Find out about|Prediabetes|Honolulu Hawaii|Researching Type 1 Diabetes
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Type 1 diabetes in children used to be known as juvenile diabetes or insulin-dependent diabetes. Alternative Names of T1D: Insulin-dependent diabetes; Juvenile onset diabetes; Diabetes – type 1. Type 1 Diabetes – In type 1 diabetes, your immune system mistakenly destroys the cells in your pancreas that make insulin. Your body treats these cells as invaders and destroys them. This can happen over a few weeks, months, or years. When enough beta cells are destroyed, your pancreas stops making insulin, or makes too little insulin. Because the pancreas does not make insulin, insulin needs to be replaced. Insulin does not come in a pill. People with type 1 diabetes take insulin by injection with a syringe, an insulin pen, or an insulin pump. Without insulin, your blood glucose rises and is higher than normal, which is called hyperglycemia. Type 1 diabetes affects about 5% of people in the United States with diabetes. In the past type 1 diabetes was called juvenile diabetes or insulin-dependent diabetes. It’s usually first diagnosed in young people but it can occur at any age. Type 1 diabetes is much less common than type 2 diabetes. Video Credits can be found here http://broadcaster.beazil.net/public/credits/youtube/videos/173788 JDRF is the leading global organization funding T1D research with more than 100 U.S. locations and 6 international affiliates. Since inception, JDRF has contributed over $1.9B to T1D research and including $98M in 2014. JDRF is currently funding 45 human clinical trials of potential T1D therapies. Approximately 80% of JDRF expenditures directly support T1D research and research-related education. JDRF’s mission is to find a cure for type 1 diabetes and its complications through the support of research. JDRF International is the leading global organization funding type 1 diabetes research. JDRF’s goal is to progressively remove the impact of T1D from people’s lives until we achieve a world without T1D. The largest city and airport in the Hawaiian Islands, Honolulu acts as a natural gateway to the islands’ large tourism industry, which brings millions of visitors and contributes $10 billion annually to the local economy. Honolulu’s location in the Pacific also makes it a large business and trading hub, particularly between the East and the West. Other important aspects of the city’s economy include military defense, research and development, and manufacturing.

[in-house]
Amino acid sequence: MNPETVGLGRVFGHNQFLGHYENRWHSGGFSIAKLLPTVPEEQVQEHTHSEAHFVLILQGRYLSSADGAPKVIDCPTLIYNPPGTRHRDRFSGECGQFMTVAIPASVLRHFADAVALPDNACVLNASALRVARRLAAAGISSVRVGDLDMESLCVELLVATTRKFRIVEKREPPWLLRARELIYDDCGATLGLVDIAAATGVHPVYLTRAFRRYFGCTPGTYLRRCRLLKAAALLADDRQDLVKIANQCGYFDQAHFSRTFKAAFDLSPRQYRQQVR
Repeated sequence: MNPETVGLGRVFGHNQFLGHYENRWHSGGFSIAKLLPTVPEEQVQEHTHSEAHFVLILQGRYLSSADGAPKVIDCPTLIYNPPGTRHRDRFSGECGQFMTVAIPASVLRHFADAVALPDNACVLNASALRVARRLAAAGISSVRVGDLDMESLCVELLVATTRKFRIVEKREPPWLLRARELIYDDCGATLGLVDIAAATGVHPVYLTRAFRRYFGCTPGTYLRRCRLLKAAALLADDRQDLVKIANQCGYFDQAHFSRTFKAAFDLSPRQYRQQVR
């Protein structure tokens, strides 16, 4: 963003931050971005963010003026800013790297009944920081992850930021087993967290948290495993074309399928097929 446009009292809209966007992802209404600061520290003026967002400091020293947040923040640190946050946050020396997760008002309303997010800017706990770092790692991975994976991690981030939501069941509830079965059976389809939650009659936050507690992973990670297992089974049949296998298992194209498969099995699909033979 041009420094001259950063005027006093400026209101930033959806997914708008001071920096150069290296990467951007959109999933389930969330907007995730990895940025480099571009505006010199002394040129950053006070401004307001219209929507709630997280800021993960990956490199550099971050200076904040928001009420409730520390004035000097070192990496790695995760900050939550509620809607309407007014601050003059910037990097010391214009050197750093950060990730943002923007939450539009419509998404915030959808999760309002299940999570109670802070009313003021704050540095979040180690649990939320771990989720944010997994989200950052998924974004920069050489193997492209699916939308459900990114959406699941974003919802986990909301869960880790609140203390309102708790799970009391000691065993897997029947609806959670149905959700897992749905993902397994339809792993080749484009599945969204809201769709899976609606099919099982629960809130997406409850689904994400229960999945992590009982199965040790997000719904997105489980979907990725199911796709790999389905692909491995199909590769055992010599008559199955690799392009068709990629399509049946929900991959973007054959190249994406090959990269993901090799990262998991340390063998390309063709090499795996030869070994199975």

Hawaiian Airlines, Island Air, and Aloha Air Cargo are headquartered in the city. Prior to its dissolution, Aloha Airlines was headquartered in the city. At one time Mid-Pacific Airlines had its headquarters on the property of Honolulu International Airport. The Health Care and Social Assistance sector comprises establishments providing health care and social assistance for individuals. The sector includes both health care and social assistance because it is sometimes difficult to distinguish between the boundaries of these two activities. The industries in this sector are arranged on a continuum starting with those establishments providing medical care exclusively, continuing with those providing health care and social assistance, and finally finishing with those providing only social assistance. The services provided by establishments in this sector are delivered by trained professionals. JDRF has led the search for a cure for T1D since our founding in 1970. In those days, people commonly called the disease “juvenile diabetes” because it was frequently diagnosed in, and strongly associated with, young children. Our organization began as the Juvenile Diabetes Foundation. Later, to emphasize exactly how we planned to end the disease, we added a word and became the Juvenile Diabetes Research Foundation.Today, we know an equal number of children and adults are diagnosed every day—approximately 110 people per day. Thanks to better therapies—which JDRF funding has been instrumental in developing and making available—people with T1D live longer and stay healthier while they await the cure. Diabetes remains the 7th leading cause of death in the United States in 2010, with 69,071 death certificates listing it as the underlying cause of death, and a total of 234,051 death certificates listing diabetes as an underlying or contributing cause of death. Diabetes was the seventh leading cause of death in the United States in 2010 based on the 69,071 death certificates in which diabetes was listed as the underlying cause of death. In 2010, diabetes was mentioned as a cause of death in a total of 234,051 certificates.
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